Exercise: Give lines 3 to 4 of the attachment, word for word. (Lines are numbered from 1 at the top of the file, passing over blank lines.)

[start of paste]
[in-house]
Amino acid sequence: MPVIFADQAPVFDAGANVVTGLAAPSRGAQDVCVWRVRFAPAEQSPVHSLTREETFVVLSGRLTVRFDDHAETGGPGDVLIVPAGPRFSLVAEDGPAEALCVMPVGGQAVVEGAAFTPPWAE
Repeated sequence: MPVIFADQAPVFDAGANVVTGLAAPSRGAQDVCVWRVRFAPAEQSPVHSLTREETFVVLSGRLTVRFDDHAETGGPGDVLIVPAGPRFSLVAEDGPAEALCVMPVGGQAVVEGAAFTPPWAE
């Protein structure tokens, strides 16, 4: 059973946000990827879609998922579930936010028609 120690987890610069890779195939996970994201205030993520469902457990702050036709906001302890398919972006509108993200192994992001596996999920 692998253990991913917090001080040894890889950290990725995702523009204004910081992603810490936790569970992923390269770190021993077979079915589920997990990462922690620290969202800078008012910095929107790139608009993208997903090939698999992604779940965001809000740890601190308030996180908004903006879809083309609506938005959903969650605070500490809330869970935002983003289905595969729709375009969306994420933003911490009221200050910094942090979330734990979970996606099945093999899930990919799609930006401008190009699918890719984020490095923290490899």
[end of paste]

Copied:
Repeated sequence: MPVIFADQAPVFDAGANVVTGLAAPSRGAQDVCVWRVRFAPAEQSPVHSLTREETFVVLSGRLTVRFDDHAETGGPGDVLIVPAGPRFSLVAEDGPAEALCVMPVGGQAVVEGAAFTPPWAE
């Protein structure tokens, strides 16, 4: 059973946000990827879609998922579930936010028609 120690987890610069890779195939996970994201205030993520469902457990702050036709906001302890398919972006509108993200192994992001596996999920 692998253990991913917090001080040894890889950290990725995702523009204004910081992603810490936790569970992923390269770190021993077979079915589920997990990462922690620290969202800078008012910095929107790139608009993208997903090939698999992604779940965001809000740890601190308030996180908004903006879809083309609506938005959903969650605070500490809330869970935002983003289905595969729709375009969306994420933003911490009221200050910094942090979330734990979970996606099945093999899930990919799609930006401008190009699918890719984020490095923290490899």